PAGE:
4. Aaron,

    We were talking back and forth on Twitter. I guess I don’t see what you’re so upset about. Like Sheila above, I could care less about what the PR of your site is. Maybe you do, but you haven’t really justified why.

    I wrote an article about this. Click on my name in the link if you care to read it.

    Anyway, i think you write quality content. Ever stop to think that other people do too? Maybe their page rank went up at the expense of yours? I don’t know – I just know that i will continue to read your site because I like the articles. I didn’t find you through Google or any Google related property.

  5. William, what part of this line isn’t clear:

    Either we give in to Google and let them dictate what we do and have the unenviable position of losing pagerank and possibly advertising dollars, or we take the stand that quality content is quality content regardless of Google and that our content will speak for itself.

    PR means nothing for readers. However it can affect ad revenue.

  6. Yeah, maybe it’s time to get rid of the ads – I’m tired of landing in linkfarms anyhow.

    This is the problem with a free web – here’s a “novel” idea – paid subscriptions for quality content.

    What? Then think of it like this? Paid magazine subscriptions have better content than those “free” industry trade-rags.

  7. it’s classic FUD whack a few high profile sites scare everyone else into compliance.

    Are you going to continue to be google’s b*tch and let them tell you how to run your business … especially when they are a competitior selling advertising

  8. Great way to go, Aaron. Here in Brazil blogger too are largely dependent on Google ads and the discussion isn’t considering important things: people want our content just like Sheila says…
    I used to be PR 4 – and profit little from the blog. Loved your reflection: Either we give in to Google and let them dictate what we do and have the unenviable position of losing pagerank and possibly advertising dollars, or we take the stand that quality content is quality content regardless of Google and that our content will speak for itself.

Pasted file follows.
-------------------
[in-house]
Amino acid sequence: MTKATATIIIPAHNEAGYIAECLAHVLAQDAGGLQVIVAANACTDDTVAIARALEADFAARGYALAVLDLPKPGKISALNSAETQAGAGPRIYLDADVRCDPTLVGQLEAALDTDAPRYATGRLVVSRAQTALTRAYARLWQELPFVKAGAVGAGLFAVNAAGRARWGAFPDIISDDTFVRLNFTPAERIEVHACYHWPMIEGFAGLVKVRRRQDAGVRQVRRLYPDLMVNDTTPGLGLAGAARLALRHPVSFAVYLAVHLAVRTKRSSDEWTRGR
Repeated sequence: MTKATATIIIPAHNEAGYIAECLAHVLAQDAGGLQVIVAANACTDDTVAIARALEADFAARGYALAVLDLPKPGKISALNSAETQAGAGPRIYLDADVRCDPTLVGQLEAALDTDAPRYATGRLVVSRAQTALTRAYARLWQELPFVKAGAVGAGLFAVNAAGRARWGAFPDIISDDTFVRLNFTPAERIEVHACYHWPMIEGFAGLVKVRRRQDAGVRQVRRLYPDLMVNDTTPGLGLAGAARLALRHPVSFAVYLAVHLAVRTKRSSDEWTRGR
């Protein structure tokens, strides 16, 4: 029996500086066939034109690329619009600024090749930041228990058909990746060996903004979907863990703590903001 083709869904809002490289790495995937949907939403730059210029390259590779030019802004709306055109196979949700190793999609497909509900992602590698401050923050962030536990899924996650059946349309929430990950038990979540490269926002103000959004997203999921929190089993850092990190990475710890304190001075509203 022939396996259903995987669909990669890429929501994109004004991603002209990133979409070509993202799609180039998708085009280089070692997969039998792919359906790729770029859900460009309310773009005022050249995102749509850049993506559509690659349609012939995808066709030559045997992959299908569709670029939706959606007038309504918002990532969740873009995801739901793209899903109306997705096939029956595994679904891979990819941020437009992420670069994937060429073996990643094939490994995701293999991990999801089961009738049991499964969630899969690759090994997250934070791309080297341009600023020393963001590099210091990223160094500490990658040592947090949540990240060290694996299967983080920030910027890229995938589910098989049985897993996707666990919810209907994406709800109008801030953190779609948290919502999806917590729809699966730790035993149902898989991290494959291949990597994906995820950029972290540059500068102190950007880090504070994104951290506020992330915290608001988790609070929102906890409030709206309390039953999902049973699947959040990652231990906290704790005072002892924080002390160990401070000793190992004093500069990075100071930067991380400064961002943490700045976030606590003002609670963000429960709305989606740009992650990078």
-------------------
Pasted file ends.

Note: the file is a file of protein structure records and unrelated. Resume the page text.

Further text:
I’ve already made my choice: my content should speak for itself.

  9. “PR means nothing for readers. However it can affect ad revenue.”

    I’m a bit confused. If you do not sell links, why would the drop in PR affect ad revenue?

  10. I wonder… what will the long-term effect of “rel=nofollow” be on Google itself?

    I an increasing occurrence of sweeping, wholesale and automated edits of all external links in enormous content archives to append “rel=nofollow.”

    Fast forward a few Google Dances…

    As the world hoards its page rank by employing automated “nofollow ” appendage, I suspect the global “landscape” will evolve to look like millions of island sites, appearing unlinked to Google’s algorithm.

    A true link passing page rank and a credible “vote” might be the exception, only coming from sister sites and legacy static HTML pages that are too labor intensive to edit.


  11. This is all about Big G flexing their muscles, hitting some high profile sites and basically showing everyone that they rule the roost.

    “How dare you have the temerity to use an alternative advertising resource. We created AdSense, don’t you know? It’s perfectly good enough for you, young man, and if you think you can get away with earning a few dollars from someone else you’ve got another thing coming..”

    Well nuts to you, Google. Advertising networks will simply come up with an alternative metric to score pages for ad rates. Simple as that. This decrease in PR isn’t going to stop me from using alternatives to AdSense and I hope it doesn’t stop anyone else either.

    They like to give off the impression that this is all about paid links. It’s not so stop treating us like idiots, Big G…

  12. Awords is the biggest paid link and interlinking system out there.

    Millions of scraper adsense sites and parked domains that the average user clicks on because they are unaware of what kind of site it is. And half of the “adsense” sites link to each other.

    Yet, USEFULL blogs and sites are getting penalized. I LOVE interlinking. If I am on Blog 1 and see a story I am intersted in I will follow the link and read the story. That is the way the web is supposed to work.

    I think google is going about this all wrong. But what can you do when it is a 300lb gorilla.

  13. This is the penalty of having one company ruling the world. Although the intention is always good, this nonstop-growing set of strict rules will make things even worse. Can you imagine in a couple of years the 90-page list of Dos and Donts? Scary.

  14. See, my point is more that Google is going to start angling against any advertising that’s not AdSense. What’s next? Your banner ads are going to get you penalized because it makes for bad search results.

    Google is building its monopoly. One day its going to be you are either with Google or not. And those who aren’t are going to find their sites removed from Google.